With both marijuana and alcohol being legal in the US, researchers have found that an increasing proportion of people are using both drugs in combination. However, this is a risky thing to do, says a new study. The increased risk is largely due to the overlap of effects between the two separate drugs.
The current research focused on finding out what factors promoted the simultaneous use of alcohol and marijuana, compared to the use of alcohol alone. It also looked at the outcomes of combined use, and the association of this combination with frequency of use of either drug.
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The results are frightening. They show that people who use alcohol in conjunction with marijuana have much higher chances of drinking more liquor and using more marijuana more frequently in higher amounts. Not only so, the rate of alcohol-related behavioral and other issues was much higher in this group.
These findings, published in the Journal Substance Use & Misuse, indicate the need to consider the role of substances like marijuana when setting up programs to prevent and stop alcoholism, since these additional drugs plainly alter the course of the drinking episode when taken together.
Researcher Ashley Linden-Carmichael says, “The results suggest that individuals who simultaneously use alcohol and marijuana are at a disproportionately higher risk for heavy, frequent, and problematic substance use.” She added that while prevention and intervention programs ask about whether students drink, they don’t always ask whether students are on other drugs, and especially if they are using other drugs simultaneously with alcohol. This is an omission which must be corrected since the combination of drugs is typically a high-risk situation. Thus this risk must be communicated properly to students.
The study found that in the US, more young adults than ever before are using marijuana which could enhance the chances that marijuana and alcohol are being used together. The risks to the users include impaired thinking, judgment, perception and motor activity. Hence the current emphasis of research in this area is to find the reasons why these two substances are being used together and what the effects of this combination look like.
The researchers in the current study looked into different situations which lead to the simultaneous use of alcohol and marijuana, trying to find out what kind of people were more likely to do this. For instance, they tried to find if people who chose to use both drugs together had traits like constantly searching for novelty and excitement, or wanting to experience sensational things.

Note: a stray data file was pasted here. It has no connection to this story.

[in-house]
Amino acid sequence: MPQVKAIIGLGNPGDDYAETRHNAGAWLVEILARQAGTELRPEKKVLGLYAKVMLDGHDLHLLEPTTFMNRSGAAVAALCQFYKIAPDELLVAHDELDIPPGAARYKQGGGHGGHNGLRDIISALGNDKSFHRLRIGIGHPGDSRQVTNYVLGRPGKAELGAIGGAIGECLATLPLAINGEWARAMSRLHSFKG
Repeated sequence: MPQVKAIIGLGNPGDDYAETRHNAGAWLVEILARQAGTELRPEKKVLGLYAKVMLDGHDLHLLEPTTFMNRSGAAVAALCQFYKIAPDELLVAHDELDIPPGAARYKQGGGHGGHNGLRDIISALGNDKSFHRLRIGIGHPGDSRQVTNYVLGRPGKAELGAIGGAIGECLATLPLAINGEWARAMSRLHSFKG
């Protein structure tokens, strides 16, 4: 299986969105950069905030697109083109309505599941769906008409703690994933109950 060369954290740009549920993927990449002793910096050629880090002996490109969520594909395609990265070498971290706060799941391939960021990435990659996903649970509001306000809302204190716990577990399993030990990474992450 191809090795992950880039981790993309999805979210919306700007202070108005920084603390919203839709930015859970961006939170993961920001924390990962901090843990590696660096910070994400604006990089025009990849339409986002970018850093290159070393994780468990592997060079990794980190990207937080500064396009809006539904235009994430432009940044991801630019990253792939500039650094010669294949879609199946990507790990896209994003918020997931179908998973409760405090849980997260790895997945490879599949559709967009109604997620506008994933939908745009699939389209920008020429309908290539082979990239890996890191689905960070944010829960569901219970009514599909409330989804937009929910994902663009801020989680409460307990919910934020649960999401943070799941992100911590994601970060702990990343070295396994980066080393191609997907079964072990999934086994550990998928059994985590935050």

To do this, they asked over 1000 people from 49 US states, aged between 18 and 25 years, to tell them how often they used either alcohol or marijuana, or both together. The participants also completed questionnaires that asked about issues that arose from their drinking, about their tendency to seek sensation, and their perceptions about how their close friends drank as a matter of habit, all within the last year. Almost 70% of the participants were male, Caucasian in origin, and had been educated for some time at college.
The results were analyzed, and showed that in all cases and in all situations, people were at greater risk of untoward sequelae when they used marijuana at the same time as they drank alcohol, compared to those who only drank. This was even after compensating for other confounding factors such as the number of drinks that the individual usually drank.
Some of these sequelae included falling unconscious, getting into arguments, and other behaviors which were usually regretted by the participant later. In addition, says Linden-Carmichael, “70 percent of those who engaged in simultaneous use reported using at least weekly.”
In short, the use of marijuana and alcohol simultaneously causes more frequent and heavy drinking, over a longer period, as well as increased and more frequent marijuana use. This was found to be associated with a personality with sensation-seeking traits, and with the individual’s perception that their friends were drinking more alcohol.
The report concludes: “It is clear that SAM users are a vulnerable sub-population of young adult drinkers. SAM users are differentiated from alcohol-only users in terms of their personality characteristics and perceptions of peer groups’ drinking. SAM users and more frequent users are also at heightened risk for substance use outcomes.”
Ashley N. Linden-Carmichael, Amy L. Stamates & Cathy Lau-Barraco (2019) Simultaneous Use of Alcohol and Marijuana: Patterns and Individual Differences, Substance Use & Misuse, DOI: 10.1080/10826084.2019.1638407, https://www.tandfonline.com/doi/full/10.1080/10826084.2019.1638407